When I stumbled across this series at my local Walmart four months back, they only had one of each Paladin, and the Keith figure’s face looked like someone had stepped on it repeatedly, so he got left behind until I could find another one.  The problem was, I didn’t see anymore of this assortment for four months.  Somehow, this one Walmart was the only store to get these guys in stock, and just the one set at that.  Every so often, I stop by that Walmart, and I’d spot a Keith, and get all excited, only to discover it was that same messed up figure, every time.  It was discouraging to say the least, and I eventually just sort of gave up.  Just a week and a half ago, I was at Target looking for something completely unrelated, when I spotted this Keith…and no one else from the assortment.  It was weird, but I certainly wasn’t passing him up.  This figure certainly has its flaws, but I do enjoy him overall.  I eagerly await the release of the other two Paladins.

Incidentally, the messed up Keith figure was still there as of the day before this review was published.  I’m starting to feel a little sorry for the poor guy…

#1513: Rowen



Hey, remember when I was talkin’ ‘bout Ronin Warriors?  That was pretty cool, right?  Well, guess what!  I gonna talk about them again!  Alright!  Last time, I looked at Cye, the Ronin Warrior of trust, who was a blue guy.  Today, I’ll be looking at Rowen, the Warrior of Life Force, who’s…another blue guy.  Aw man, they got the same color, this is so embarrassing…


Like Cye, Rowen was part the basic assortment of Ronin Warriors figures, which were available and in steady production for a good part of the ‘90s.  The figure’s roughly 6 inches in height and has 14 points of articulation.  From the neck down, Rowen’s sculpt is completely identical to that of Cye, for good and for bad.  This means he’s got the same slightly odd articulation scheme, and the same very bulky construction, which is a little off from how the characters were depicted on the show.  That being said, they were all depicted as being roughly the same size on the show, so at least the line was internally consistent.  Rowen gets a unique head sculpt, which is a pretty decent piece.  It’s stylistically very similar to Cye’s, which I suppose is a good thing.  I will say his hair ends up noticeably less matted to the sides, and in general the head looks less tiny in comparison to the overall body, both of which are minor improvements over Cye.  Rowen had 11 snap-on armor pieces, which are unique to him, but still in keeping stylistically with the rest of the line.  They do add some more bulk to the body, which perhaps isn’t the best direction for the already overly bulked up figure, but it could certainly be worse.  My figure is missing a couple of his armor pieces, most noticeably his helmet, which is a little sad, but he’s still got most of it.  The paintwork on Rowen is decent enough to be passable.  There’s not any particularly stand-out work or anything, but everything seems pretty clean and all.  Like the rest of the Ronin Warriors, Rowen was originally packed with a whole tree of weapons with which to arm him.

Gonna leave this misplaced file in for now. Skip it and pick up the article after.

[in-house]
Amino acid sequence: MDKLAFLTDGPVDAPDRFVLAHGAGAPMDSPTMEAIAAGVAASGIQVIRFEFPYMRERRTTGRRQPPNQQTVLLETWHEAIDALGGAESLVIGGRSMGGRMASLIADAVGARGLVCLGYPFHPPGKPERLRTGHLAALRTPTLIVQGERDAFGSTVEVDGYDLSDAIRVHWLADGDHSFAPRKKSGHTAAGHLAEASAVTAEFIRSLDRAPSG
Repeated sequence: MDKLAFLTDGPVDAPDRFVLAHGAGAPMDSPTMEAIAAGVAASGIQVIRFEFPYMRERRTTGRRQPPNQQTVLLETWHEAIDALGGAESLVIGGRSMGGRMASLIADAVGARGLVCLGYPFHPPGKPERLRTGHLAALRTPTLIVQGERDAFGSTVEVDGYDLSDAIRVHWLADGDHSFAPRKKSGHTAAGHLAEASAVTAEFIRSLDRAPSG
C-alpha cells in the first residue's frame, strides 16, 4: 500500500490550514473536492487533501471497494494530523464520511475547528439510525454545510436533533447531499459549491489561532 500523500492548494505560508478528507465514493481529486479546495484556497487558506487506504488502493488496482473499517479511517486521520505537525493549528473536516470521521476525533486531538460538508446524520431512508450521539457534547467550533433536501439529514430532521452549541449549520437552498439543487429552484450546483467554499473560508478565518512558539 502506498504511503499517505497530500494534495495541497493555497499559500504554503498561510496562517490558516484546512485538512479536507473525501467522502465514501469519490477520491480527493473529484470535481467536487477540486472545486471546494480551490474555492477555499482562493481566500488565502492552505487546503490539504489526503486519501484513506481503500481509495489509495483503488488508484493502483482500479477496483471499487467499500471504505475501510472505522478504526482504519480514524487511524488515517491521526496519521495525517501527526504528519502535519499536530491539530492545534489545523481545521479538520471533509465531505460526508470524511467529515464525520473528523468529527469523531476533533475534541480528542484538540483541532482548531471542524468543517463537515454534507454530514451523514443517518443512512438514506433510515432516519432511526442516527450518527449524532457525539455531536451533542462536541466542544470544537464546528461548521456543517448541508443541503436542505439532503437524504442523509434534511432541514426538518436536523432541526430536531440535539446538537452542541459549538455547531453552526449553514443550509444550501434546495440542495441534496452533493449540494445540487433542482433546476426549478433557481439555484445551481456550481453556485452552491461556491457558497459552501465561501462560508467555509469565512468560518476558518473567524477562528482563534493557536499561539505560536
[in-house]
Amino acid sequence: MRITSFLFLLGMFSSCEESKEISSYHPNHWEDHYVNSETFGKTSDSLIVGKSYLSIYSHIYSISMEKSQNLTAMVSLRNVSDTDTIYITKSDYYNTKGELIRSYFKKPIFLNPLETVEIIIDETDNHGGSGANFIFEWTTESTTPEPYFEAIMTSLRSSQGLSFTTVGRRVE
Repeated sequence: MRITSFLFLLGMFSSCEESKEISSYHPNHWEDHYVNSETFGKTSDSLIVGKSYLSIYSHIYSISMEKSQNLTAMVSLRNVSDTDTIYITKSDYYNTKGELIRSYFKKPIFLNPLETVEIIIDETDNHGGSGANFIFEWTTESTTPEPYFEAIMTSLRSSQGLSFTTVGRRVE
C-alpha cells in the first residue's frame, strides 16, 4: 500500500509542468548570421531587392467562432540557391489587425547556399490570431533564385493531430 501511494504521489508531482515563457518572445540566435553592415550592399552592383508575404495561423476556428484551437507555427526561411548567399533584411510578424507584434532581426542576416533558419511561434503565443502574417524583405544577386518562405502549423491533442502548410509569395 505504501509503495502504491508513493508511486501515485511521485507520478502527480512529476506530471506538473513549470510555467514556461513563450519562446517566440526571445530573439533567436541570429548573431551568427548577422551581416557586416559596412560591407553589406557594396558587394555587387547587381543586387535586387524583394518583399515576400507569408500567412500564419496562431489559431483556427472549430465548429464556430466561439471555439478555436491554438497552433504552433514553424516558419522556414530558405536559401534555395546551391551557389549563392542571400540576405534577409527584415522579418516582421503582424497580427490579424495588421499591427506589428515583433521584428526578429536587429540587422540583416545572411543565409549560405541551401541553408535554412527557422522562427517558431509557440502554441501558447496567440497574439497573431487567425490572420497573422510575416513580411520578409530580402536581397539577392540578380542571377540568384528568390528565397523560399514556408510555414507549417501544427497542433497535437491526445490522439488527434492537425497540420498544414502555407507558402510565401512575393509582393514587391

I had a handful of Ronin Warriors as a kid, but Rowen was actually not one of them.  When I picked up my replacement Cye from Collector’s Corner a few months back, I spotted this figure, but ended up passing on him at that time.  Cye was a pleasant trip down memory lane, so when I was in the area next, I went back for Rowen.  I’m glad I did.  He’s another fun little addition to my collection, and I’m happy to have him.

#1446: Shiro



“Captured by the Galra, Shiro was experimented upon before he was able to escape to Earth.  He returned with vital information to lead Team Voltron against his former captors.  Calm, thoughtful and wise beyond his 25 years, it takes more than a fleet of Galra cruisers to get a rise out of Shiro.”

Hey, more Voltron!  Alrighty then!  So, in the original Voltron and most off-shoots, the main five pilots are Keith, Lance, Hunk, Pidge, and Allura.  Allura, of course, is actually a replacement for the Blue Lion’s original pilot, Sven.  For the reboot, they’ve decided to mix things up a bit, changing Sven’s name back to Shiro (as it was in the original Go-Lion) and placing him as the team’s leader….at least at the start.  It’s complicated.  As Sven, he’s only had one figure before, and I missed that one, so this one’s actually a pretty big deal.  So, let’s have a look at the latest figure of Shiro, the Black Paladin!


Shiro is another figure from the second series of basic Voltron: Legendary Defender figures, as Paladin two of three.  The figure stands a little taller than Lance at 4 3/4 inches tall and he’s got 20 points of articulation.  Shiro is sporting an all-new sculpt.  It’s totally unique from Lance, but definitely shares a common ancestry.  It looks about the same, just at a larger scale.  He’s got a totally different head, of course.  It’s okay, but I don’t think I like it quite as much as Lance’s.  It’s not entirely Playmates’ fault, though; Shiro’s design is more subtle and less exaggerated than Lance’s, which means it takes less flaws to throw off the whole look.  It’s also not helped by the really thin neck on the torso, which just sort of throws things off.  Still, it’s not an awful attempt.  Shiro’s paintwork isn’t that much different from Lance’s, just swapping in black for the blue.  This makes it a little less vibrant than Lance, and by extension a little less exciting.  He’s got a touch more slop, with an especially notable blob of flesh tone on the back of his hair.  I’m also not 100% sold on how the eyes and eyebrows have been placed; they don’t quite look like they line up with the sculpt.  Shiro includes his helmet and shield, which are the same as the ones included with Lance.  The shield is fine, but the helmet doesn’t sit quite as well as it does on Lance’s head, so it’s not getting much use from me.  Since the Black Paladin Bayard wasn’t available to Shiro, he instead gets a swappable right hand, showcasing his bionic hand’s energy ability.  I would have liked the hand to be transparent, but it’s still cool enough.